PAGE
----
One study in a community clinic found more than one in three adult appointments involved patients with chronic pain. Treating chronic pain can be frustrating for patients and physicians for several reasons:
- Causes can be difficult to pin down — is it muscle, nerves, bones?
- Depression often complicates chronic pain.
- Drug treatments have all-too-common side effects — ulcers, liver or kidney damage, drowsiness, depression, and/or addiction.
- Patients have trouble following exercise and relaxation techniques.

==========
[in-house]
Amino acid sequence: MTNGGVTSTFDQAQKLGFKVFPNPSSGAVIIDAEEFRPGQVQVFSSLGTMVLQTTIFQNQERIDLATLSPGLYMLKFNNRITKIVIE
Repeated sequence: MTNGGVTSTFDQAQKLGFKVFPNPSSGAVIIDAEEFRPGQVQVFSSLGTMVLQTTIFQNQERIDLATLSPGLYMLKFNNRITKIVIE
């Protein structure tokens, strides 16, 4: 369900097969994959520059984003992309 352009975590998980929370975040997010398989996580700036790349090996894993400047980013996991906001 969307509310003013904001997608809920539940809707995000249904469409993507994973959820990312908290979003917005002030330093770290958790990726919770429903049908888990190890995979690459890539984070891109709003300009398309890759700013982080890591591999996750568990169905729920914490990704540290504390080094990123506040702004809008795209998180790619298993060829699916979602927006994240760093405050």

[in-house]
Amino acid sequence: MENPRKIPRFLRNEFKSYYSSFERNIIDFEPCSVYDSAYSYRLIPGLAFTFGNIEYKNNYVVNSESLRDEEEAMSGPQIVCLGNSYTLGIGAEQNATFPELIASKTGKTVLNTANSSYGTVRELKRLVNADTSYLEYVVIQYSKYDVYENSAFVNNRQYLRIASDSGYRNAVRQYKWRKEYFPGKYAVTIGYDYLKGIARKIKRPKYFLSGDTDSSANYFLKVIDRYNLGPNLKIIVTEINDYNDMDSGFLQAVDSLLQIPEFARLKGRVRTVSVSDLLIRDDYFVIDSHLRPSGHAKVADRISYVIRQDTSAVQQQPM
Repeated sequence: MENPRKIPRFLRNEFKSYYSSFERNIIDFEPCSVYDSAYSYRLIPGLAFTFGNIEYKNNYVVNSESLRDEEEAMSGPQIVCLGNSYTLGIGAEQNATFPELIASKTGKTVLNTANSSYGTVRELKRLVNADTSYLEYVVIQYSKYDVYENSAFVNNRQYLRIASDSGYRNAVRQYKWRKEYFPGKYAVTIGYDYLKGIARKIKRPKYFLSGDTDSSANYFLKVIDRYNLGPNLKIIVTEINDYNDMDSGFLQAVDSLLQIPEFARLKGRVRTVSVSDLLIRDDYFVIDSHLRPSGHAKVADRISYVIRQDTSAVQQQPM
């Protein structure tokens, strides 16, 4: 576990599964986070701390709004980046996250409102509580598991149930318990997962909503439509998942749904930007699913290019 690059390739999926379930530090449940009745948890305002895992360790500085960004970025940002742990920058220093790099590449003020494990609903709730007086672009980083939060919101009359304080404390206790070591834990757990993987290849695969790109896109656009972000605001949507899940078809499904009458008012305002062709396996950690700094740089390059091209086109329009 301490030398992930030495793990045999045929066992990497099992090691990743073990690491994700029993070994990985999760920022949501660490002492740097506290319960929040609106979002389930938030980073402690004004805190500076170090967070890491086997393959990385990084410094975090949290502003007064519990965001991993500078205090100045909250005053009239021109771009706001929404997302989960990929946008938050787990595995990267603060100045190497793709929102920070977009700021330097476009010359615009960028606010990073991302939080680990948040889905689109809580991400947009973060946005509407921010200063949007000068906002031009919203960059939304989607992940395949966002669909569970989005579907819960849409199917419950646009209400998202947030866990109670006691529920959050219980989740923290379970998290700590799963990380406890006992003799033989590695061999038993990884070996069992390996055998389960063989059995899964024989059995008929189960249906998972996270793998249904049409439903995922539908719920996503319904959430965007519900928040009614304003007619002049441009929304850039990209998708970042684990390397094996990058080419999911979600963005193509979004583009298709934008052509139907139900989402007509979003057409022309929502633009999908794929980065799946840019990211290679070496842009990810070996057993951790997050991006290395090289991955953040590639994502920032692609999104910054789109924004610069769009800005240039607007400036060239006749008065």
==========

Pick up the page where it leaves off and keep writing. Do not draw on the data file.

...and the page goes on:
- Chronic pain patients often see multiple doctors.
- Half of all chronic pain patients take more than one year to get their pain under control.
What can you do to control chronic pain?
- Seek treatment.
- Ask your doctor about the most likely cause of your pain.
- Ask about treatment alternatives, their benefits and risks.
- Ask if you should also be treated for depression.
- Follow through on your treatment(s), and return if they don’t work or cause problems.
- If you become discouraged after multiple treatments, ask your doctor about referral to a pain specialist. Chronic pain can be frustrating, but it can also be controlled with persistence and a partnership with your doctor.